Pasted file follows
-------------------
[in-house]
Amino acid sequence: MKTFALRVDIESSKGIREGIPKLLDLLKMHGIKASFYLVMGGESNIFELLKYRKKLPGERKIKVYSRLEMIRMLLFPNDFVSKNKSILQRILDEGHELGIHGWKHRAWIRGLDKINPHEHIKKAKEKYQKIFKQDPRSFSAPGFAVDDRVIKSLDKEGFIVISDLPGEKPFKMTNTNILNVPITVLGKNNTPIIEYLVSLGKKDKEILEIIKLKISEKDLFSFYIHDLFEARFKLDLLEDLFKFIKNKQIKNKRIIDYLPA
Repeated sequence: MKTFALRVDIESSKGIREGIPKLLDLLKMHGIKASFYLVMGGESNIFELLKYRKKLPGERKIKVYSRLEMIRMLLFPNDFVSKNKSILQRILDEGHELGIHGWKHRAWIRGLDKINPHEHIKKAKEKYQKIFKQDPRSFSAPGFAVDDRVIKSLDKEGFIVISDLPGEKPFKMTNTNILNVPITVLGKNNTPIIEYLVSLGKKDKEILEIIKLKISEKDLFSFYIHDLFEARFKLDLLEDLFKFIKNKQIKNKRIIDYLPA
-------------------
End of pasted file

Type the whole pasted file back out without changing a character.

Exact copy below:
[in-house]
Amino acid sequence: MKTFALRVDIESSKGIREGIPKLLDLLKMHGIKASFYLVMGGESNIFELLKYRKKLPGERKIKVYSRLEMIRMLLFPNDFVSKNKSILQRILDEGHELGIHGWKHRAWIRGLDKINPHEHIKKAKEKYQKIFKQDPRSFSAPGFAVDDRVIKSLDKEGFIVISDLPGEKPFKMTNTNILNVPITVLGKNNTPIIEYLVSLGKKDKEILEIIKLKISEKDLFSFYIHDLFEARFKLDLLEDLFKFIKNKQIKNKRIIDYLPA
Repeated sequence: MKTFALRVDIESSKGIREGIPKLLDLLKMHGIKASFYLVMGGESNIFELLKYRKKLPGERKIKVYSRLEMIRMLLFPNDFVSKNKSILQRILDEGHELGIHGWKHRAWIRGLDKINPHEHIKKAKEKYQKIFKQDPRSFSAPGFAVDDRVIKSLDKEGFIVISDLPGEKPFKMTNTNILNVPITVLGKNNTPIIEYLVSLGKKDKEILEIIKLKISEKDLFSFYIHDLFEARFKLDLLEDLFKFIKNKQIKNKRIIDYLPA